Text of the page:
An extensive study result is presented on the feasibility of SAR estimation of surface wind-speed distribution for coastal lagoon, specifically Lakes Shinji and Nakaumi, Japan. Four satellite-borne SARs, JERS-1, ERS-1, ERS-2 and Radarsat, are used to study the relation between SAR-derived normalized radar cross-section (NRCS) and in-situ surface winds, in order to study the dependence of SAR frequency and incidence angle on the sensitivity of NRCS change to wind speed. It is found that SAR NRCSs have good correlations with the in-situ wind data when C-band and relatively high incidence angle is used and when wind speed is moderate to high, indicating that such SARs have a potential to estimate high-spatial-resolution wind field. On the other hand, peculiar signatures are sometimes found especially when wind speed is low, indicating that the SAR is sensitive to very fine roughness conditions that may be caused by slicks, water flows and/or ship wakes. A simple spatial filtering is also tested to detect such signatures to extract the areas where SAR-estimated wind speed is reliable.
Rapid rates of population growth and urban expansion affect local and regional ecosystems, climate, and biogeochemistry. Ninety percent of future urbanization will be in low-income countries. In many low-income regions of the world, the only up to date maps of urban extents are those produced on a global scale. However, in some regions such as East Asia, urban expansion is proceeding so rapidly that only a few years can make a large difference on the ground. Therefore maps of settlement in low-income countries are often outdated, inaccurate or non-existent. This research improves our understanding of the methodological and validation requirements for global urban mapping from low-resolution remote sensing data. Maps derived thereby are then compared against urban boundaries derived from Landsat ETM+ imagery and the other five continental scale urban maps. Maps produced using gridded population density data, nighttime lights and MODIS data use less costly data and are simpler to produce yet proved to be more accurate.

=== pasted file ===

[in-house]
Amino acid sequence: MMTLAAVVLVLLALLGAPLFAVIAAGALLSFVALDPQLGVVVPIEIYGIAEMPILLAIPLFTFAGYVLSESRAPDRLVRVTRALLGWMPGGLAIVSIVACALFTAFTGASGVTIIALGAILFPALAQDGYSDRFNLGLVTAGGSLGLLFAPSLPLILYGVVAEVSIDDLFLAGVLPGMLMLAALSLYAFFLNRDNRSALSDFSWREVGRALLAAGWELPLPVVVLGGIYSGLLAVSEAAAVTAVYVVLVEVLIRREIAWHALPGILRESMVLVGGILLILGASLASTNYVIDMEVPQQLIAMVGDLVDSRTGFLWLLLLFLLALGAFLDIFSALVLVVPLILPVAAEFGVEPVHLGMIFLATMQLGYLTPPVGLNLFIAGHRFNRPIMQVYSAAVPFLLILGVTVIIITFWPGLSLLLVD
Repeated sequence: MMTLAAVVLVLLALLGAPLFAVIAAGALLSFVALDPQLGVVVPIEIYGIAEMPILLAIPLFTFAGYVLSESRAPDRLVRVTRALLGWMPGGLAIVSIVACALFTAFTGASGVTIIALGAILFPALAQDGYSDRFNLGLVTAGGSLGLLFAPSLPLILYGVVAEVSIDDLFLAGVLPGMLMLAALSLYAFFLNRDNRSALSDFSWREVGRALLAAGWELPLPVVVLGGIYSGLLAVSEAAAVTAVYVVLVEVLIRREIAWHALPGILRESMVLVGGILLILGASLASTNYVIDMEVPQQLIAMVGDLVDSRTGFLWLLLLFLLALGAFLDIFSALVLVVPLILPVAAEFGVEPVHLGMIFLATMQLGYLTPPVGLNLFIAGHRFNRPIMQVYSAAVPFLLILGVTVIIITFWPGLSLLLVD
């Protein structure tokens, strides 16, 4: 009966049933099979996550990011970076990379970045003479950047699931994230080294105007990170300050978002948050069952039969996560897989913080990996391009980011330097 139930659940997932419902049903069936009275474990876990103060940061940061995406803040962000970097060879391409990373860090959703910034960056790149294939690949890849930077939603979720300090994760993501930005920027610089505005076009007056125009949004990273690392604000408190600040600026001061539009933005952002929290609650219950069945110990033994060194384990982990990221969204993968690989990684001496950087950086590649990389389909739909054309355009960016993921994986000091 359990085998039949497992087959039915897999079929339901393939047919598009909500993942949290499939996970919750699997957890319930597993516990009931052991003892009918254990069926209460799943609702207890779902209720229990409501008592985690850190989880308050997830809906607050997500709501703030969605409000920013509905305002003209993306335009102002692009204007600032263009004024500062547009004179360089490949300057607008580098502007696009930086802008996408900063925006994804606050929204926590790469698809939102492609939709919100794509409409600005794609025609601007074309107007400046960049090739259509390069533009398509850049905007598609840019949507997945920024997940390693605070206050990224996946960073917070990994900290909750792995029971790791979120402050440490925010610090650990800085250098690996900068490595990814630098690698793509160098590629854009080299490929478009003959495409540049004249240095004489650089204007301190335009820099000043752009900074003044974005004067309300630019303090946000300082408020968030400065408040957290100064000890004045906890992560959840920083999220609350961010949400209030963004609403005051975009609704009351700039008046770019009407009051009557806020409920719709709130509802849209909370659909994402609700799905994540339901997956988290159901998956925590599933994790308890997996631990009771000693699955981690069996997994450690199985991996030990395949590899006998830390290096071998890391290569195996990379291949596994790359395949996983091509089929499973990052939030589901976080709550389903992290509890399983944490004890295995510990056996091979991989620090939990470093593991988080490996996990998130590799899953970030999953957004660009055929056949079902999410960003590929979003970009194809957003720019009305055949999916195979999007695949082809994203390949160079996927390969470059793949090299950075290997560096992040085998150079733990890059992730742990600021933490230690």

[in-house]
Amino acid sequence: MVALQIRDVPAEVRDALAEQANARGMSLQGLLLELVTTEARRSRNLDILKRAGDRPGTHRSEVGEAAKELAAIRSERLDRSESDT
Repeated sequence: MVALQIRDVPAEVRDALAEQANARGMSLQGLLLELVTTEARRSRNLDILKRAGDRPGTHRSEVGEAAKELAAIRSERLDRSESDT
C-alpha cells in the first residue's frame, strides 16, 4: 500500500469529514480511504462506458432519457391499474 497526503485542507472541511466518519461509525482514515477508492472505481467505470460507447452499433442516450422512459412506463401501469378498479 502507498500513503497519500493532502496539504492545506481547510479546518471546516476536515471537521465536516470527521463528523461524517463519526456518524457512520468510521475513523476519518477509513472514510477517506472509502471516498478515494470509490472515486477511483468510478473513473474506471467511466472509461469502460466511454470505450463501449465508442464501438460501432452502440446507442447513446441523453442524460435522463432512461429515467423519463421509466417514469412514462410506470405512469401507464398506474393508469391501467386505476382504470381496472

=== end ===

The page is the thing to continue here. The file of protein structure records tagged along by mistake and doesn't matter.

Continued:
This paper proposes a method for simultaneously estimating land surface temperature (LST) and spectral emissivity using hyper-spectral thermal infrared observations. The main approach is finding the value of LST and atmospheric condition which make estimated emissivity spectrum the most smooth. The proposed method could separate LST, spectral emissivity and atmosphetic effects simultaneously from only an observed radiance data. An evaluation function of the smoothness of emissivity spectrum was also developed. It is based on the characteristic of atmospheric spectrum shape and is robust against the measurement noise. The numerical simulation to verify the proposed method gave a root mean square error (RMSE) of LST of 0.7K and emissivity of 0.011. The method was also applied to Atmospheric Infrared Sounder (AIRS) observations.